AuthorCash Cash, Phillip E.
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PublisherThe University of Arizona.
RightsCopyright © is held by the author. Digital access to this material is made possible by the University Libraries, University of Arizona. Further transmission, reproduction, presentation (such as public display or performance) of protected items is prohibited except with permission of the author.
AbstractThe aim of this study is to provide a broad cultural description and analysis of Cayuse, Nez Perce, and Sahaptin language use. Investigative priority is given to the behavioral correlates of fluent and semi-fluent speaker choices and the discursive consciousness that informs them. The findings show how language use is organized and embodied as ‘ways of speaking’ in traditional cultures of the Indigenous Southern Plateau region both as a responsive system to societal change and as a semiotic behavioral resource for cultural continuity. The motivation for this study arises from my belonging to the Cayuse, Nez Perce, and Sahaptin speech communities where this research was conducted as well as from the growing global awareness concerning the endangered status of Indigenous languages in the Indigenous Southern Plateau and elsewhere throughout the world. It is hoped that the findings and language data contained in this language documentation research can inform and contribute to positive outcomes centering in the revitalization of culture and language in the Indigenous Southern Plateau.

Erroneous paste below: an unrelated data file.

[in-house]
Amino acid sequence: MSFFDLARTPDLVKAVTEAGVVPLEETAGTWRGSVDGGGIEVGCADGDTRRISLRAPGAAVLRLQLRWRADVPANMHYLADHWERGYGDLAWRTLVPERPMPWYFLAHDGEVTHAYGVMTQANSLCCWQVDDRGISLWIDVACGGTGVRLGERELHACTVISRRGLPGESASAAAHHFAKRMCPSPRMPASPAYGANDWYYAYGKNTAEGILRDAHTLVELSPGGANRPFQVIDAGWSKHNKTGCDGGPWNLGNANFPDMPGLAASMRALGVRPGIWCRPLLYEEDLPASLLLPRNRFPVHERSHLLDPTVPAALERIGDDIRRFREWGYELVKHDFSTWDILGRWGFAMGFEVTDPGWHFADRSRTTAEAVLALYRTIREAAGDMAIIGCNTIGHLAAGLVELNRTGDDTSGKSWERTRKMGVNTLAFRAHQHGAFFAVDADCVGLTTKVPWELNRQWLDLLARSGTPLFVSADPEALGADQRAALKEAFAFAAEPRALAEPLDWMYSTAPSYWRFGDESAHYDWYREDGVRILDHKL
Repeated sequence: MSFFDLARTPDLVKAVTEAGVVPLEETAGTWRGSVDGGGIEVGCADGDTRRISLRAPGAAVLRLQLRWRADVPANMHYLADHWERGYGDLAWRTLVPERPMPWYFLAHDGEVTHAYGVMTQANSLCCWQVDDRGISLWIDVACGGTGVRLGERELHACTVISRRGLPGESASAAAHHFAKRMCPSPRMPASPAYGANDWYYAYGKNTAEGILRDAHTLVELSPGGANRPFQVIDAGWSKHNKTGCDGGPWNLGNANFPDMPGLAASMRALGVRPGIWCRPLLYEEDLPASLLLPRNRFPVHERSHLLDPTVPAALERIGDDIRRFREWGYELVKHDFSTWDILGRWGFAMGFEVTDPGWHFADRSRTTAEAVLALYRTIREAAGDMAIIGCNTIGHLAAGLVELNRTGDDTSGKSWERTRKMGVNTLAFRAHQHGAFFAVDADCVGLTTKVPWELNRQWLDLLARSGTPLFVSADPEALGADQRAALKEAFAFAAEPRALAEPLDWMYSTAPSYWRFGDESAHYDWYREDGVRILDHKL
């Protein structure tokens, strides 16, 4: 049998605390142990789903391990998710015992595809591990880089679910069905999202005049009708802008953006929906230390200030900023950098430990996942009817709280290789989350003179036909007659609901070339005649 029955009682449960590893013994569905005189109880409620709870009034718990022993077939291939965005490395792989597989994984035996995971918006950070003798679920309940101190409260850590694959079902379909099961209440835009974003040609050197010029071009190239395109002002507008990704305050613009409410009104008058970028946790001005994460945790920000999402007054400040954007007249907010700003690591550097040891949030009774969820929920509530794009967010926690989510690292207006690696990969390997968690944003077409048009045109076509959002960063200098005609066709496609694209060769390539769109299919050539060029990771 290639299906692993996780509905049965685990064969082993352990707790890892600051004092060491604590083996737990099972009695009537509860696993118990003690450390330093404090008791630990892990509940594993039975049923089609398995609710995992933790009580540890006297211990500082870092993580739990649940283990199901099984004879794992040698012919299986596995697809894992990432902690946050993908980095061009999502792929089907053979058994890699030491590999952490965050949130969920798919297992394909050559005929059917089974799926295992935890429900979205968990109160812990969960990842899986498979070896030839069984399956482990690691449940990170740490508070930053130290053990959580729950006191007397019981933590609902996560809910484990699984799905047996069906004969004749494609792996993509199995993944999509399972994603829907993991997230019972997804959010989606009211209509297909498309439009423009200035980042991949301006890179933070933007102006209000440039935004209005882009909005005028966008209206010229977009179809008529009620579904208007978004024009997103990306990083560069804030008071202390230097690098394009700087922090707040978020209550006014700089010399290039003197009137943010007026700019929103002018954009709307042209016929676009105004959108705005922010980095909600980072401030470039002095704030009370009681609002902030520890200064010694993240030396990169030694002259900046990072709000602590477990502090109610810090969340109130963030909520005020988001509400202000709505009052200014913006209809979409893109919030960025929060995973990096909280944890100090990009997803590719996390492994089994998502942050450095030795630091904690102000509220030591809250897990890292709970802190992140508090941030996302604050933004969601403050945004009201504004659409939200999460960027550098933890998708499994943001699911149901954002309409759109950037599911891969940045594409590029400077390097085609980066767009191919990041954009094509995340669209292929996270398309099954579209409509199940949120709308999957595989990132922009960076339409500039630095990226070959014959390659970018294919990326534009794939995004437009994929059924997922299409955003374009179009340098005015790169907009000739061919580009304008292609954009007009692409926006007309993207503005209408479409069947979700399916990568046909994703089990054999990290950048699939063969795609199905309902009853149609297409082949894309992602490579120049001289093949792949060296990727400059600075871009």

Degree ProgramGraduate College